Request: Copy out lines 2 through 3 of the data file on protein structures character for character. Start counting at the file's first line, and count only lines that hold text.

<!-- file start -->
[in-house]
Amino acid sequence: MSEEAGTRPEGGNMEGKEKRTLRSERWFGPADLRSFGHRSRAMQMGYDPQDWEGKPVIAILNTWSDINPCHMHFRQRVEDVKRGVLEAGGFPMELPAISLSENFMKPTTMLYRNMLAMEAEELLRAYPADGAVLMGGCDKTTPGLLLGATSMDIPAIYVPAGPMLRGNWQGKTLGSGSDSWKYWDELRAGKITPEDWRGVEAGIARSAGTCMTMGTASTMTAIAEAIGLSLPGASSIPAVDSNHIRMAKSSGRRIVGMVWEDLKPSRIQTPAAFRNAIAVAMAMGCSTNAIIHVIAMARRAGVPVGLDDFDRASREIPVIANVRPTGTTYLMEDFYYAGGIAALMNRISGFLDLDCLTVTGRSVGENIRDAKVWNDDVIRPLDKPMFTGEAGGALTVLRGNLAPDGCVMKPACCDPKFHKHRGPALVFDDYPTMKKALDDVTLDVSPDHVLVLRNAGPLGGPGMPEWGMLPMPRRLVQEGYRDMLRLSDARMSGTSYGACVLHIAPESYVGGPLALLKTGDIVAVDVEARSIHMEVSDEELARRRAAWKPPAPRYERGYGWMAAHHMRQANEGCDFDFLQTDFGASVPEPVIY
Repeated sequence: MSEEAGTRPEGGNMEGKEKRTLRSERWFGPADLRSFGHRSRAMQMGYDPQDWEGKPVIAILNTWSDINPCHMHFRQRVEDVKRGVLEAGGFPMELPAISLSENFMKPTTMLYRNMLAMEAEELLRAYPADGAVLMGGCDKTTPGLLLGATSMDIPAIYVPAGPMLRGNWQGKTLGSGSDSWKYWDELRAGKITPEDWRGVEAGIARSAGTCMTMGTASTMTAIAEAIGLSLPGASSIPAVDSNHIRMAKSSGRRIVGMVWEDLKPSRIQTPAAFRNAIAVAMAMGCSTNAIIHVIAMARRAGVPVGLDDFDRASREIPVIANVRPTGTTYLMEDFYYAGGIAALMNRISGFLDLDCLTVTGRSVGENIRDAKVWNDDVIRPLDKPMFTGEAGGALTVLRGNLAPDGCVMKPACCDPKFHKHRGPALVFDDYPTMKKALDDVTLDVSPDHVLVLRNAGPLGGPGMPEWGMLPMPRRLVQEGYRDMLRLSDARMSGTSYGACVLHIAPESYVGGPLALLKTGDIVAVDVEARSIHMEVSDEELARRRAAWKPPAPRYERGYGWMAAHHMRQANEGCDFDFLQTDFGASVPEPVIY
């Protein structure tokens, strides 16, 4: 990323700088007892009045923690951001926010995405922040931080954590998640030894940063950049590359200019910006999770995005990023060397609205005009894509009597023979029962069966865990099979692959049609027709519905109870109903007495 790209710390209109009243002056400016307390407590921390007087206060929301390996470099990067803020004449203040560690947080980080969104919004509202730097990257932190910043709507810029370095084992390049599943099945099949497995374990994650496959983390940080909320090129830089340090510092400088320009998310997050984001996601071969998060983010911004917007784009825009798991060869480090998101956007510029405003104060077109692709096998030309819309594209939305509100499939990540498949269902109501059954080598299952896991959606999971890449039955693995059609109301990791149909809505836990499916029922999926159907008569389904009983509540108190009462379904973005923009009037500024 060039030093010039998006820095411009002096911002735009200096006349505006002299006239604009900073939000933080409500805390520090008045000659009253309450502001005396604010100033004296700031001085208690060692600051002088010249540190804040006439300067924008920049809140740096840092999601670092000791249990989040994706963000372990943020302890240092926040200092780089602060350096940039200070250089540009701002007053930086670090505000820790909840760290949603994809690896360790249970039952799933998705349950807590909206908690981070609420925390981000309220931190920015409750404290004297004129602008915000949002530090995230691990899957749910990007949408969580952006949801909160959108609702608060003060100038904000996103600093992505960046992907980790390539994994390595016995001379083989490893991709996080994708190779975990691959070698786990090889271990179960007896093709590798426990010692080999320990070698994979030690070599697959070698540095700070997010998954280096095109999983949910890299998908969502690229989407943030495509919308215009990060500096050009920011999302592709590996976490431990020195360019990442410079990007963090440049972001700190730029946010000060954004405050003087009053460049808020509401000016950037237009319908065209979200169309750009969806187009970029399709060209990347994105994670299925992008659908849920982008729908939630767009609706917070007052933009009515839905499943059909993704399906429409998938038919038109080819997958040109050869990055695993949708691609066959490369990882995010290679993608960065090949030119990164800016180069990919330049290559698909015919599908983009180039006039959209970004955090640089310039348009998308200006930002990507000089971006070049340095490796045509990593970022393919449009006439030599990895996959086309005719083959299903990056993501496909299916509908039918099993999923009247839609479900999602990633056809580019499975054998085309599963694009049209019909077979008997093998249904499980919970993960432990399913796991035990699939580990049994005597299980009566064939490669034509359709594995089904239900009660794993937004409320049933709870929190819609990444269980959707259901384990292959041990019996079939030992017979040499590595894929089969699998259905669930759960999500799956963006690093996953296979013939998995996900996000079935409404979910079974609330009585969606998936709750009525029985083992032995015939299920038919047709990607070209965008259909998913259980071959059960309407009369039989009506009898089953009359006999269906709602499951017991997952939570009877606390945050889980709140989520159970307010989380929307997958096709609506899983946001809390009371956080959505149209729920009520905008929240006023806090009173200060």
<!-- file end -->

Amino acid sequence: MSEEAGTRPEGGNMEGKEKRTLRSERWFGPADLRSFGHRSRAMQMGYDPQDWEGKPVIAILNTWSDINPCHMHFRQRVEDVKRGVLEAGGFPMELPAISLSENFMKPTTMLYRNMLAMEAEELLRAYPADGAVLMGGCDKTTPGLLLGATSMDIPAIYVPAGPMLRGNWQGKTLGSGSDSWKYWDELRAGKITPEDWRGVEAGIARSAGTCMTMGTASTMTAIAEAIGLSLPGASSIPAVDSNHIRMAKSSGRRIVGMVWEDLKPSRIQTPAAFRNAIAVAMAMGCSTNAIIHVIAMARRAGVPVGLDDFDRASREIPVIANVRPTGTTYLMEDFYYAGGIAALMNRISGFLDLDCLTVTGRSVGENIRDAKVWNDDVIRPLDKPMFTGEAGGALTVLRGNLAPDGCVMKPACCDPKFHKHRGPALVFDDYPTMKKALDDVTLDVSPDHVLVLRNAGPLGGPGMPEWGMLPMPRRLVQEGYRDMLRLSDARMSGTSYGACVLHIAPESYVGGPLALLKTGDIVAVDVEARSIHMEVSDEELARRRAAWKPPAPRYERGYGWMAAHHMRQANEGCDFDFLQTDFGASVPEPVIY
Repeated sequence: MSEEAGTRPEGGNMEGKEKRTLRSERWFGPADLRSFGHRSRAMQMGYDPQDWEGKPVIAILNTWSDINPCHMHFRQRVEDVKRGVLEAGGFPMELPAISLSENFMKPTTMLYRNMLAMEAEELLRAYPADGAVLMGGCDKTTPGLLLGATSMDIPAIYVPAGPMLRGNWQGKTLGSGSDSWKYWDELRAGKITPEDWRGVEAGIARSAGTCMTMGTASTMTAIAEAIGLSLPGASSIPAVDSNHIRMAKSSGRRIVGMVWEDLKPSRIQTPAAFRNAIAVAMAMGCSTNAIIHVIAMARRAGVPVGLDDFDRASREIPVIANVRPTGTTYLMEDFYYAGGIAALMNRISGFLDLDCLTVTGRSVGENIRDAKVWNDDVIRPLDKPMFTGEAGGALTVLRGNLAPDGCVMKPACCDPKFHKHRGPALVFDDYPTMKKALDDVTLDVSPDHVLVLRNAGPLGGPGMPEWGMLPMPRRLVQEGYRDMLRLSDARMSGTSYGACVLHIAPESYVGGPLALLKTGDIVAVDVEARSIHMEVSDEELARRRAAWKPPAPRYERGYGWMAAHHMRQANEGCDFDFLQTDFGASVPEPVIY